Since then, many of you have been in contact with us to express your serious concerns about this idea. 

The message you gave us was clear: a short-term, ‘quick-fix’ over the summer is not the answer.

Over the last seven days, we have been engaging with the government and taking that message directly to them.

Today’s announcement appears encouraging and seems to suggest they have listened to much of what we have been telling them. 

As you will no doubt have seen, the government has allocated a package worth £1billion that will directly support schools over the next two years.

Importantly, previous headlines suggesting a ‘summer of catch-up classes’ appear to have been replaced with a more sensible, long-term plan.  

You may have heard there is an expectation the money will primarily be focused on small-group tuition. However, we expect there will be significant freedom and flexibility in how schools are able to use this fund. The government’s endorsement of the EEF toolkit, which sets out a range of possible ‘catch-up’ strategies, suggests that schools will be able to draw on the evidence of what works to inform their decision-making. Furthermore, the minister for school standards, Nick Gibb, appeared on Radio 4 earlier this morning and was asked directly if schools could decide how to spend the money. He confirmed they could and stated: “the people who know their children best are the head teachers and teachers and that’s why we have allocated the money direct to the schools so that they can then decide how to deploy extra resources.” 

While we now await further details, on the surface, this announcement does appear to be a positive development, and it clearly represents a considerable investment. NAHT will now seek clarity from the government about exactly how the money will be allocated. We also want to find out more about how their proposed tutoring scheme (also announced today) will work in practice.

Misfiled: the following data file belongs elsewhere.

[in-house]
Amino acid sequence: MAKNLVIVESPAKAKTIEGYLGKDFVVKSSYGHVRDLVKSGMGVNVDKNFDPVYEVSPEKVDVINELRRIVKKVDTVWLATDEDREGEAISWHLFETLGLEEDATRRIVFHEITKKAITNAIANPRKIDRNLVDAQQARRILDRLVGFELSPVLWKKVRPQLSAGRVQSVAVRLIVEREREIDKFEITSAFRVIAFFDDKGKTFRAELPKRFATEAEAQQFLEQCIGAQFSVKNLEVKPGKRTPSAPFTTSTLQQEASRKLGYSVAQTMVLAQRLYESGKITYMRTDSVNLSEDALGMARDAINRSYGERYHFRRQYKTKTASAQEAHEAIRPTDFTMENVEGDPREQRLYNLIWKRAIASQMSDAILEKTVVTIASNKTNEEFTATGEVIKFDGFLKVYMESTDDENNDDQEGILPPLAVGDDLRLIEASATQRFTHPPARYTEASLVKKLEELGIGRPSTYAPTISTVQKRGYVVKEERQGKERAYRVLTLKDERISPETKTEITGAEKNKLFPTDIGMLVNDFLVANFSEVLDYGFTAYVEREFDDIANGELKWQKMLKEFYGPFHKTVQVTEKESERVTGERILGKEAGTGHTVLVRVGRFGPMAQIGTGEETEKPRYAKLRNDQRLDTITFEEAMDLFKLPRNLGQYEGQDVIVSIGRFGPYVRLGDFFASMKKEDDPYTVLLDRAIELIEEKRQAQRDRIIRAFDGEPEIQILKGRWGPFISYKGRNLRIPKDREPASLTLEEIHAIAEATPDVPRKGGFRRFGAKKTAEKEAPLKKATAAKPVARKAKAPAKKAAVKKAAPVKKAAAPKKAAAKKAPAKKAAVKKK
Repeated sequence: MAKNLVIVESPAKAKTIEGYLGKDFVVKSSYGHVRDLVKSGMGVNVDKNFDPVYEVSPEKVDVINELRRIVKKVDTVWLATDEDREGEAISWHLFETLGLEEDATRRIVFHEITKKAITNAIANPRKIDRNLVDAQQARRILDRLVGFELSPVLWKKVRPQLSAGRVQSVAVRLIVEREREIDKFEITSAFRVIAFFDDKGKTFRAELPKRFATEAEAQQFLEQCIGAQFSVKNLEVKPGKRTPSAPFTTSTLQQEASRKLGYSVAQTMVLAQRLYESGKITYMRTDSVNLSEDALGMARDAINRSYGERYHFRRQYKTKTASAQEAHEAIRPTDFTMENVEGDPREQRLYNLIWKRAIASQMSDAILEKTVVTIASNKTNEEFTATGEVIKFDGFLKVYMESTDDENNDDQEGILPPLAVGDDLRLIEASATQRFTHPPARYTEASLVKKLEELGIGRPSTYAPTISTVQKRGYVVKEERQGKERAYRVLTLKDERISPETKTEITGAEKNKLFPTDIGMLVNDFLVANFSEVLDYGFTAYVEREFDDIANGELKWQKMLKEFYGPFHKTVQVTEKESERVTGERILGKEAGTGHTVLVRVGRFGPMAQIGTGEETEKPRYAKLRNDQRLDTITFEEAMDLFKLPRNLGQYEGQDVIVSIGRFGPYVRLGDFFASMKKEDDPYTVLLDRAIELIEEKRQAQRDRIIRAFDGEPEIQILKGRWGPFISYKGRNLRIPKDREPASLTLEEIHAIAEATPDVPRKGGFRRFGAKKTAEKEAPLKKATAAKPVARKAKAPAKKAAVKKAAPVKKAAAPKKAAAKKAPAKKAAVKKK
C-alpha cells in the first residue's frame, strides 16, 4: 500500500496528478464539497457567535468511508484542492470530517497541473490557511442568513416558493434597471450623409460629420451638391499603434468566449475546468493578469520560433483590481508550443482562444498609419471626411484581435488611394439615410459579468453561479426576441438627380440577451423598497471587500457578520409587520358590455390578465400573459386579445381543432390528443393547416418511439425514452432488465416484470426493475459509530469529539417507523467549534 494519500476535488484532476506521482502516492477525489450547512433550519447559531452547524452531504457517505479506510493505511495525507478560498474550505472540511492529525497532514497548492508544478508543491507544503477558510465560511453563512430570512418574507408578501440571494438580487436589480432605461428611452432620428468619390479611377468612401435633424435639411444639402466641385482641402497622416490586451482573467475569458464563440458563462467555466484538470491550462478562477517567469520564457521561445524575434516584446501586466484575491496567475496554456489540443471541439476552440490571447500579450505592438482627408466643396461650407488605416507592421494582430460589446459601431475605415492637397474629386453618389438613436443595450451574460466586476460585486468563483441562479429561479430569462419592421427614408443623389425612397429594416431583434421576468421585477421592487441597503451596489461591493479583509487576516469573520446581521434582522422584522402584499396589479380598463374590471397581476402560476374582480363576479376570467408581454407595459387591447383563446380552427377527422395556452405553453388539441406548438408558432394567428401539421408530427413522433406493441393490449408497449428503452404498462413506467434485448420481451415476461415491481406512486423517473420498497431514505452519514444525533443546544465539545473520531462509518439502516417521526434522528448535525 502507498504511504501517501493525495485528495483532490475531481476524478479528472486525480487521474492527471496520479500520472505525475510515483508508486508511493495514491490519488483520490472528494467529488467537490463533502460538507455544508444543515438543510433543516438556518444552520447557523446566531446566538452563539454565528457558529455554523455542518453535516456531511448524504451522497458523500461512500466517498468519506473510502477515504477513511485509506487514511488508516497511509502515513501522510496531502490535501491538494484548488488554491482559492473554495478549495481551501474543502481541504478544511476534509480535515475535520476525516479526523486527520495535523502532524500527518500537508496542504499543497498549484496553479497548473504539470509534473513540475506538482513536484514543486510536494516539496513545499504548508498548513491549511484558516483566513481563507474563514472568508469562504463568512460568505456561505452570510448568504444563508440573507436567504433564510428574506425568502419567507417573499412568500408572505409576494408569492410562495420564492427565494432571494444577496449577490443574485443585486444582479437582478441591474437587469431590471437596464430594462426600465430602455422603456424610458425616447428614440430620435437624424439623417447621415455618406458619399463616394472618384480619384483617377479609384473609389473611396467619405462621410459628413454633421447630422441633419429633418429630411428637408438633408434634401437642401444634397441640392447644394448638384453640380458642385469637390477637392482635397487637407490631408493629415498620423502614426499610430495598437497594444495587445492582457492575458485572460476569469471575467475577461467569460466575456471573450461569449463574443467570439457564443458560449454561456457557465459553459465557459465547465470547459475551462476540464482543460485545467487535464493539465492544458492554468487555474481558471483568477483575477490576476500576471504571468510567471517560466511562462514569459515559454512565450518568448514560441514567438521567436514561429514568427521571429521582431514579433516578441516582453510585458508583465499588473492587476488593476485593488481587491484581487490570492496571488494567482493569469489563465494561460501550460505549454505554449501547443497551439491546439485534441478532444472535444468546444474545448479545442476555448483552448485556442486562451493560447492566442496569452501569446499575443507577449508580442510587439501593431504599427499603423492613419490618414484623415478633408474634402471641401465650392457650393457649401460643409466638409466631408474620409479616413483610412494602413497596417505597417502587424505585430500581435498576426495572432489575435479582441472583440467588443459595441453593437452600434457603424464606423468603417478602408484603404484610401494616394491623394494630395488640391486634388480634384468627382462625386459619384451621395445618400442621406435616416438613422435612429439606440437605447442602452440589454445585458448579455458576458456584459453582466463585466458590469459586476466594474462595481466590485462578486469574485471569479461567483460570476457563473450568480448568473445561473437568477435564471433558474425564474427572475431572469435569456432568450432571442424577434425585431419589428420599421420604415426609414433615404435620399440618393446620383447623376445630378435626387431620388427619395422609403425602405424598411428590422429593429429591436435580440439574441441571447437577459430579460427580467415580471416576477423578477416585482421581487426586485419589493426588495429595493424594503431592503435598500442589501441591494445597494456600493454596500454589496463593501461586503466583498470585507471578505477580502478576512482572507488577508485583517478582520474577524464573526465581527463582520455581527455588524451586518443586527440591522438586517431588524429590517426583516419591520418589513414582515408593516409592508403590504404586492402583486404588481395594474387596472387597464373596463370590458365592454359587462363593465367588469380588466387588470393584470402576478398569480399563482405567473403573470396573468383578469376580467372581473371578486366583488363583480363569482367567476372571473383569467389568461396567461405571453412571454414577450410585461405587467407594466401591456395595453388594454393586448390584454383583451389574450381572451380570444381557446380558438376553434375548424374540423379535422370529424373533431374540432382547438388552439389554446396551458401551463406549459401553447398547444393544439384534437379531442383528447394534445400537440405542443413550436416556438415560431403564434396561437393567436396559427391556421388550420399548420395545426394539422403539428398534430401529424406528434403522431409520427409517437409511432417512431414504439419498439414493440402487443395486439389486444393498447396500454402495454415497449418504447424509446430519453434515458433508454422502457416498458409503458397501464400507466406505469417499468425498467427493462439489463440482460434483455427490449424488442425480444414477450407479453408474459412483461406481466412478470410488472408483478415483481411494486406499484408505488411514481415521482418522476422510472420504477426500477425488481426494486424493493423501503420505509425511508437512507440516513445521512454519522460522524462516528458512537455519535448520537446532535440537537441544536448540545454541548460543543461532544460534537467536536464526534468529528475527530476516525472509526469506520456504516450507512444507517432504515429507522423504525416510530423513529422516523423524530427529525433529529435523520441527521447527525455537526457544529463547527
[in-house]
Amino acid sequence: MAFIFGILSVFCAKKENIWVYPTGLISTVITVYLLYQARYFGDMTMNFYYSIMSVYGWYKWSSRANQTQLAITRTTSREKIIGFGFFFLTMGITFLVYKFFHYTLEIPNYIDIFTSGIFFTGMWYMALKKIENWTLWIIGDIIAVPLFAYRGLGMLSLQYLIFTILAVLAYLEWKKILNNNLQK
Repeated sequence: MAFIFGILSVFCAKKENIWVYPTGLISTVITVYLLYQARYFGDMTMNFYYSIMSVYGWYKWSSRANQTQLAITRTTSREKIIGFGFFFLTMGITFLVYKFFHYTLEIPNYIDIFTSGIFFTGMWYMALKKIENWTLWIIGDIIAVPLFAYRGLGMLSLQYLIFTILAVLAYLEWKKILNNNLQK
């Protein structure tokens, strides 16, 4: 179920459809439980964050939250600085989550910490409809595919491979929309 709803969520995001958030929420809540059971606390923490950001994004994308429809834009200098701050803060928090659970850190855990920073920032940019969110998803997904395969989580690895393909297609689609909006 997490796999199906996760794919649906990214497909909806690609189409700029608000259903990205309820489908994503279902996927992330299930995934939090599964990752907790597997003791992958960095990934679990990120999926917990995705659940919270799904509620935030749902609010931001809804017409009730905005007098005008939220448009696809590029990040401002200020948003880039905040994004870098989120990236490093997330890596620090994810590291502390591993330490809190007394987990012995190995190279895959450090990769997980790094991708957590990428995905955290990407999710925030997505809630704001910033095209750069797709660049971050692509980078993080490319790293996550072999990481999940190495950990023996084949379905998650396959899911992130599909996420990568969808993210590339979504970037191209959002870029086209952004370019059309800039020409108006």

One thing we were extremely disappointed to see was that the fund does not cover early years. In all our conversations with the government it was clear there was originally an intention to include early years and we have been given no explanation for this apparent late change. However, we note from ministerial comments this morning that work is ongoing and they expect to have more to say on this matter soon. We will continue to make the case for early years in the strongest possible terms. Similarly, we are also pressing the case for 16 – 19 funding and challenging why this has not been included in the support package. 

Just to reiterate one important point, our understanding is that despite some earlier headlines, no-one will be forced to run summer catch-up schools. I hope this will reduce some of the understandable anxiety that has built up in the sector since last week.

Our conversations with the government have not always been easy over the last few months, but I am pleased to be able to tell you that I sensed a real desire to engage with us over this particular issue and to listen to many of our concerns.

We are certainly not getting carried away by this news. I know many of you will point out that this is no silver bullet, nor will it make up for the very significant funding cuts you have endured in recent years. Also, as with any major announcement of this kind, there is always a need to examine the detail of the proposals very carefully to make sure there is not a sting in the tail. 

However, my initial reaction is that, compared to where we were a week ago, this is a positive step forward for pupils and the profession.

First published 19 June 2020

First published 21 July 2020